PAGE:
of his father and mother where they were connected with such idolatry. This naturally provoked the populace especially since Amenhotep substituted beautifui monuments to the "living God."

In the fifth year of his reign - when he was only sixteen years of age - a sweeping reform was initiated throughout Egypt by his decree, which prohibited any other form of worship except that
already mentioned. In one of his decrees he wrote: "This is my oath of Truth which it is my desire to pronounce, and of which I will not say: 'It is false,' eternally forever."

He then changed his own name so that it would not be inconsistent with his reform. Amenhotep meant "Ammon is satisfied"; this he altered to Akhnaton or Ikhenaton meaning "pious to Aton" or
"Glory to Aton."

He built a new capital at El Amarna (Akhetaton) in the plain of Hermopolis on a virgin site at the edge of the desert and abandoned Thebes because it was the magnicent city of Ammon. At El
Amarna he also built a large Temple for the Brotherhood, in "the form of a cross," and a large number of houses for his Council. Here was the  beginning of monastic life, for within the boundaries
of El Amarna lived two hundred and ninety-six Fratres of the Order, each having taken an oath never to pass "beyond the shadow of the Temple."

These Fratres wore special costumes which included a "cord at the loins" and a covering for the head, while the priest in the Temple wore a surplice of linen and had his head shaved in a round
spot on the top.

It is from this institution that all monastic orders, especially that of St. Francis, derive their methods, even their costumes.

During these years at El Amarna the Brotherhood was being made into a concrete organization, and the Fratres at this community outlined the initiations and forms of service as used today.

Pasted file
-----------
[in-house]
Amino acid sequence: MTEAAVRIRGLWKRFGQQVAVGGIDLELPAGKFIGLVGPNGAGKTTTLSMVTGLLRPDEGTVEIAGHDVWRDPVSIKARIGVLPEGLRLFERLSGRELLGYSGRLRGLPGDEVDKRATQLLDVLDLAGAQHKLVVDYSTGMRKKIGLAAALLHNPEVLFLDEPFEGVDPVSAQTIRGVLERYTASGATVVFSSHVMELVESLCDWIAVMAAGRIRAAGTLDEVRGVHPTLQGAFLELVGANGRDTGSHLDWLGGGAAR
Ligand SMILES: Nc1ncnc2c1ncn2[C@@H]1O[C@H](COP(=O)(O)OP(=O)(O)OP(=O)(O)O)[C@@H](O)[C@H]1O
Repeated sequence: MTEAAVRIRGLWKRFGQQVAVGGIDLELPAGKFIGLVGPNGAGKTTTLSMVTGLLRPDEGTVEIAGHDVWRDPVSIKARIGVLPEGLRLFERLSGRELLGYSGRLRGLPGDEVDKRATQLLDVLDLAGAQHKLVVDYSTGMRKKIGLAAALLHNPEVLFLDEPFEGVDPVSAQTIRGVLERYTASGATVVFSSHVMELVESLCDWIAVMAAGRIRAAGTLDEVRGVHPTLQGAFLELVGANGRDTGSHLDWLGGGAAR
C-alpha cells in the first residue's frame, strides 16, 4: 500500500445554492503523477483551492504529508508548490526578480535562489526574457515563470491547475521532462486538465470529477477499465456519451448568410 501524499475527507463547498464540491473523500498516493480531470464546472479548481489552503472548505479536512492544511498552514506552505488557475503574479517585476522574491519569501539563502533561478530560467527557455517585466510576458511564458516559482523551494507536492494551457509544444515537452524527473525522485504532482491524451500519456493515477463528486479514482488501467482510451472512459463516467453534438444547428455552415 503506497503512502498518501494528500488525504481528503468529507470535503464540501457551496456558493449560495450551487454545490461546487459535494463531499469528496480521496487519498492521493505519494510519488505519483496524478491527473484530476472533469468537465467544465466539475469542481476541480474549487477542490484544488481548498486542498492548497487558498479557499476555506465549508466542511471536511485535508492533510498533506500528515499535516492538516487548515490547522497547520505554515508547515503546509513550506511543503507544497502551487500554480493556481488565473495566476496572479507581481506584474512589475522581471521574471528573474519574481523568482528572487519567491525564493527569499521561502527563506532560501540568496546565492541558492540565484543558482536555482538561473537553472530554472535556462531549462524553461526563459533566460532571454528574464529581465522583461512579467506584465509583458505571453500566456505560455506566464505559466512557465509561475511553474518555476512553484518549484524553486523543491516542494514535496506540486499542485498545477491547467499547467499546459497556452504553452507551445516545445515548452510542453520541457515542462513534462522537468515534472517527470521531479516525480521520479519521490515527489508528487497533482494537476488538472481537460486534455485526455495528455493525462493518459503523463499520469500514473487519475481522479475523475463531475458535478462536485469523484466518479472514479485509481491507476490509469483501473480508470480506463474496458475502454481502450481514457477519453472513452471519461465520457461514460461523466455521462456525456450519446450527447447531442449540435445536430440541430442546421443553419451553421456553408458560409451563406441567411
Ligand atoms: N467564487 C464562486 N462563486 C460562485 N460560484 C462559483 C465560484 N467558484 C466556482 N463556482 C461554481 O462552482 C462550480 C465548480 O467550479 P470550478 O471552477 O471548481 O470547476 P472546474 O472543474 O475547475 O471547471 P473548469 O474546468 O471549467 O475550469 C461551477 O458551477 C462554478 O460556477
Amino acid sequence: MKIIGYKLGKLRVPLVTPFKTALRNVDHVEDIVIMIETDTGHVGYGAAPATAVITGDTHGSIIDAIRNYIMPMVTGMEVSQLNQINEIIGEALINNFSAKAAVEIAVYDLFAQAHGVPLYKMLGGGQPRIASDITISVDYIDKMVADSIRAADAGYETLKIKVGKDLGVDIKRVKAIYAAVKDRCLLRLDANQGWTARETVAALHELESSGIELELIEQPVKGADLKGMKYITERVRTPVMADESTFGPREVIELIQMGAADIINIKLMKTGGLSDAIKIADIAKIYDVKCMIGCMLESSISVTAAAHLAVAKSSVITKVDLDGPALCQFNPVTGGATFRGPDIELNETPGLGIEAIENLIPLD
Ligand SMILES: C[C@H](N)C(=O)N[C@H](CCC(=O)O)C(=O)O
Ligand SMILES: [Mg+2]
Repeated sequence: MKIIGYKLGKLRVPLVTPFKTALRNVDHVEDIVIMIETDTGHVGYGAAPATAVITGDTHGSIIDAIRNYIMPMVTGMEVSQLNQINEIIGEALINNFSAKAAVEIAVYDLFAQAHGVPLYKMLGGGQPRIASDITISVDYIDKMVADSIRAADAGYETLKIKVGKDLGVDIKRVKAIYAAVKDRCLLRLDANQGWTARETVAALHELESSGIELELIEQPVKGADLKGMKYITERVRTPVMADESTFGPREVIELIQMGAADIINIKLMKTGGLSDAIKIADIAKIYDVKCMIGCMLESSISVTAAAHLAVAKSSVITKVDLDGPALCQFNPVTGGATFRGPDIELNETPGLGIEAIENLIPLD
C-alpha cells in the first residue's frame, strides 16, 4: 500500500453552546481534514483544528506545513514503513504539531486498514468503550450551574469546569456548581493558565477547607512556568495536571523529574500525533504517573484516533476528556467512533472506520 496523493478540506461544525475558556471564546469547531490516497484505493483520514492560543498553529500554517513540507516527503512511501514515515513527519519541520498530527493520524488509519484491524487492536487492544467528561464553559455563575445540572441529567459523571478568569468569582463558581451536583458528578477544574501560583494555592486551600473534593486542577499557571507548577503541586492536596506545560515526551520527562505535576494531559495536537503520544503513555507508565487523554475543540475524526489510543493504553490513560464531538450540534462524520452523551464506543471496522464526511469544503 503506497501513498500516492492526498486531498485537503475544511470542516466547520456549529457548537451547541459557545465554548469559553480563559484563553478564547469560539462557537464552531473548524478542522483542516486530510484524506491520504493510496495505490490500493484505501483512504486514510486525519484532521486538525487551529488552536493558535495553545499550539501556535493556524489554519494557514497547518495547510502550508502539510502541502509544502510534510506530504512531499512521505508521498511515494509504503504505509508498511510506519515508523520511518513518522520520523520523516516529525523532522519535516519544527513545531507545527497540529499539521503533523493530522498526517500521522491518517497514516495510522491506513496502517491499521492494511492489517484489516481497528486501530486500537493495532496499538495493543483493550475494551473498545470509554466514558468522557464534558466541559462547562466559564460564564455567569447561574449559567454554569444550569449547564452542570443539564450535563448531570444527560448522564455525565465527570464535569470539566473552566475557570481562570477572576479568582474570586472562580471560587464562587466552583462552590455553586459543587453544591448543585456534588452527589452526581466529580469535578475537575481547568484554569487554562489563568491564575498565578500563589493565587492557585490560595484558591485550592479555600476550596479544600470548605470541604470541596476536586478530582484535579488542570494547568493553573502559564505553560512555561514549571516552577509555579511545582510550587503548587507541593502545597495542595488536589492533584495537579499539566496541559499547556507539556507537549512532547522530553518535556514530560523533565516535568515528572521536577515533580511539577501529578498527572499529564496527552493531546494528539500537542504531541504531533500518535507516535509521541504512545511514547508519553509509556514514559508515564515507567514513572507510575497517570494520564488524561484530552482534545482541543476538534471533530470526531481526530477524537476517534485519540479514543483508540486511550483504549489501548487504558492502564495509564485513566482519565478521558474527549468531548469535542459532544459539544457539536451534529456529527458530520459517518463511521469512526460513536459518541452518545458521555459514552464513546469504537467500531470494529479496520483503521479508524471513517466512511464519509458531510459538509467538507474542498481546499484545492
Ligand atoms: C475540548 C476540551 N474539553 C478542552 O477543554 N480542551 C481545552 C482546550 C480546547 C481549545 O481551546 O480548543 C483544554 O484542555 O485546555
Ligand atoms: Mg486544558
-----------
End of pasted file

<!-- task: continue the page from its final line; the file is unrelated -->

Akhnaton (Amenhotep TY) not only built his Temple in the form of a cross, but he added the cross and the rose as symbols and further adopted the Crux Ansata,* in a special coloring, as the
symbol to be worn by all teachers (Masters). In fact, the last year of his life was spent in evolving a wonderful system of symbols used to this day, to express every phase and meaning of the
Rosicrucian sciences, arts, and philosophies, and while
some of these have become known to the uninitiated through the researches of Egyptologists, many remain secret and all are understandable only to the initiated.

July 24, 1350 B.C. he crossed over.
Old Hyksos Language
Old Hyksos is the native language of the dragon population of Lamutria,
Heraldinia and the Mist Countries.
It is also the language used by mages to build their spells.

The language has a small vocabulary, a mere twenty-four words. There are
three suffixes that change the meaning of those twenty-four words. In addition,
negation of a word often produces a distinct meaning. For instance, while cepra
means 'animal', ne cepra means 'plant.'
As Old Hyksos is used by mages, the lexicon is graded. There are fifteen
degrees, ranging from the third pupil who knows a handful of words to the first
archmage who knows all and can build permanent pentangles, the Old Hyksos
equivalent of poetry. The appropriate level is indicated in the - alphabetic -
The hieroglyph , read from right to left reads M-S
ZVAIGZ-nes [Zvaigznes ="stars"] which is Moshe,
"Star Priest"
[of Thebes]*
Today, the "Statue" of Moses
above - crafted from black
diorite -
is in the Museum of Art
History in Vienna but the base
and feet are in the National
Museum of Ireland in Dublin.

It is the statue of a man
whose hieroglyphic name
is transcribed -  by
Egyptologists as

Another name for him is
Sechemre Schedtaui -
transcribed as
the 1st King of Thebes of the
17th Dynasty,
a reign dated by current
chronology to ca. 1650-1600
Mary Sutherland is the author of the following books